Trains and time travel spur one boy’s thrilling adventure as he seeks to rejoin his father in a new classic from Rosemary Wells and Bagram Ibatoulline.
One day in a house at the end of Lucifer Street, on the Mississippi River side of Cairo, Illinois, eleven-year-old Oscar Ogilvie’s life is changed forever. The Crash of 1929 has rippled across the country, and Oscar’s dad must sell their home—with all their cherished model trains—and head west in search of work. Forced to move in with his humorless aunt, Carmen and his teasing cousin, Willa Sue, Oscar is lonely and miserable—until he meets a mysterious drifter and witnesses a crime so stunning it catapults Oscar on an incredible train journey from coast to coast, from one decade to another. Filled with suspense and peppered with witty encounters with Hollywood stars and other bigwigs of history, this captivating novel by Rosemary Wells, gorgeously illustrated by Bagram Ibatoulline, resonates with warmth, humor, and the true magic of a timeless adventure.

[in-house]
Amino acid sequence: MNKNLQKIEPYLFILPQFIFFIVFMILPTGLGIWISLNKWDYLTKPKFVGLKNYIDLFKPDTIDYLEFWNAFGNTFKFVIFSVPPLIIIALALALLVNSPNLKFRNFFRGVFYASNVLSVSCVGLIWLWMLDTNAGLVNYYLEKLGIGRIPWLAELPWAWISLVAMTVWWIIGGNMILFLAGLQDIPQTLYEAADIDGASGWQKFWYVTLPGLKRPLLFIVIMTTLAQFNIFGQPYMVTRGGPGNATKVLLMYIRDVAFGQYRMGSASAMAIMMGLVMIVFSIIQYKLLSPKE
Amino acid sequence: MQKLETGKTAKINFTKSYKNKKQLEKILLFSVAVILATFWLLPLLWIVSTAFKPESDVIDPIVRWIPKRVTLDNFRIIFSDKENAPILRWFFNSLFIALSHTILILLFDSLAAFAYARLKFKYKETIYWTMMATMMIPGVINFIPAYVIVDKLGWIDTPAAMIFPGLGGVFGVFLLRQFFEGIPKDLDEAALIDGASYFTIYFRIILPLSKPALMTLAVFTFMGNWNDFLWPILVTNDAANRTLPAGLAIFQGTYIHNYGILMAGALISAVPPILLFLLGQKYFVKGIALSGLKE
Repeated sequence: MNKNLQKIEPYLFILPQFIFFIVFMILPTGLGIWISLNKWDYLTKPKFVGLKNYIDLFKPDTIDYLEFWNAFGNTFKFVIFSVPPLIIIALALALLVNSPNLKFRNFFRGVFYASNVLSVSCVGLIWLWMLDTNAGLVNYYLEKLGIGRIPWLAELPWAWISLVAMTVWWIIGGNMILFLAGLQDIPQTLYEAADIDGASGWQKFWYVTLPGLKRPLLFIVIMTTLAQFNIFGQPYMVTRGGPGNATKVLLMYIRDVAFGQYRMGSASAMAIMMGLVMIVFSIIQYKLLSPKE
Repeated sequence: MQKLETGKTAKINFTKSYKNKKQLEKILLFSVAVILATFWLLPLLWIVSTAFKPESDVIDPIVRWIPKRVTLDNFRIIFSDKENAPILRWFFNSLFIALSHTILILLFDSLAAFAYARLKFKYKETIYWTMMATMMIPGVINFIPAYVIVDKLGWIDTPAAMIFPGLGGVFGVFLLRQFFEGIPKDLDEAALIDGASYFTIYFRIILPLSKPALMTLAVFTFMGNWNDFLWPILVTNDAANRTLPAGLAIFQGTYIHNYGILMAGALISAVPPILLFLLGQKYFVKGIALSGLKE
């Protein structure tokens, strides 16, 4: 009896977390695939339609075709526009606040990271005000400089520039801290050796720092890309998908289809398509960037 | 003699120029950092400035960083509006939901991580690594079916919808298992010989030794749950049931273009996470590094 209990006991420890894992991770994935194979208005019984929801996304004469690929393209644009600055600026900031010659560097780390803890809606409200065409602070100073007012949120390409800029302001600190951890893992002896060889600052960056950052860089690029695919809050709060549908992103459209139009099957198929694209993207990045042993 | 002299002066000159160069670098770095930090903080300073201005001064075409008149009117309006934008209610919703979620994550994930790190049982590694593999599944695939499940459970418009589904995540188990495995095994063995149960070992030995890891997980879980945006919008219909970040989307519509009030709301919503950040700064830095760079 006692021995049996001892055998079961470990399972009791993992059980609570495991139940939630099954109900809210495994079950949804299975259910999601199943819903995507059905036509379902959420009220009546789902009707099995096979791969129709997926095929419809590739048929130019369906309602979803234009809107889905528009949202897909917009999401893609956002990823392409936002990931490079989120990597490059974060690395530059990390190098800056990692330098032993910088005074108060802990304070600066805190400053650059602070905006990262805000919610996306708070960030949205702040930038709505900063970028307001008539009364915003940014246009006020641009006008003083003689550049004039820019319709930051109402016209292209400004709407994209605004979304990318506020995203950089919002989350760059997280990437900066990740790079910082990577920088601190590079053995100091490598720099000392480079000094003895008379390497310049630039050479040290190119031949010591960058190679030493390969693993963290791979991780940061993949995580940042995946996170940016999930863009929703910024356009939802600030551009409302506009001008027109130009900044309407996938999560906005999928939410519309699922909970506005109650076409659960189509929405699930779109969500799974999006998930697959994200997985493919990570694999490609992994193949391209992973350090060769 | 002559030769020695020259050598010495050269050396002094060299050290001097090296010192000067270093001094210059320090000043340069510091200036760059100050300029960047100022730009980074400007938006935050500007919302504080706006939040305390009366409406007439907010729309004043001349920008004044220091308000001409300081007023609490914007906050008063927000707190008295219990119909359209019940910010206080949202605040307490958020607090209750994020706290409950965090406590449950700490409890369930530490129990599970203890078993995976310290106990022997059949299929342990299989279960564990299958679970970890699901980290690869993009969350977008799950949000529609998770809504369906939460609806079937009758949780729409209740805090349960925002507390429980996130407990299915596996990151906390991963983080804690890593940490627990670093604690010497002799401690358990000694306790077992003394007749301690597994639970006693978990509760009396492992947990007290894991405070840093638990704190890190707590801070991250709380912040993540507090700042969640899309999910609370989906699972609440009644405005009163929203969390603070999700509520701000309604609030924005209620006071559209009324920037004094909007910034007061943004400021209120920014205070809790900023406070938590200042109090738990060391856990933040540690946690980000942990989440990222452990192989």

About the Author
Rosemary Wells has written or illustrated more than 120 books for children and has received numerous awards. She is the creator of the beloved Max and Ruby stories; the co-author (with Secundino Fernandez) of MY HAVANA: MEMORIES OF A CUBAN BOYHOOD, illustrated by Peter Ferguson; the author of LINCOLN AND HIS BOYS, illustrated by P.J. Lynch; and the illustrator of MY VERY FIRST MOTHER GOOSE, edited by Iona Opie. She lives in Greenwich, Connecticut.
Bagram Ibatoulline has illustrated many acclaimed books for children, including THUMBELINA, retold by Brian Alderson; THE MIRACULOUS JOURNEY OF EDWARD TULANE and GREAT JOY, both by Kate DiCamillo; THE ANIMAL HEDGE by Paul Fleischman; Hans Christian Andersen’s THE TINDERBOX and THE NIGHTENGALE, both retold by Stephen Mitchell; THE SERPENT CAME TO GLOUCESTER by M. T. Anderson; and HANA IN THE TIME OF THE TULIPS by Deborah Noyes. He lives in Pennsylvania.
Praise for On the Blue Comet…
Ibatoulline's full-color, atmospheric Norman Rockwell-like vignettes enhance the nostalgic feel of this warm, cleverly crafter adventure.
—Kirkus Reviews (starred review)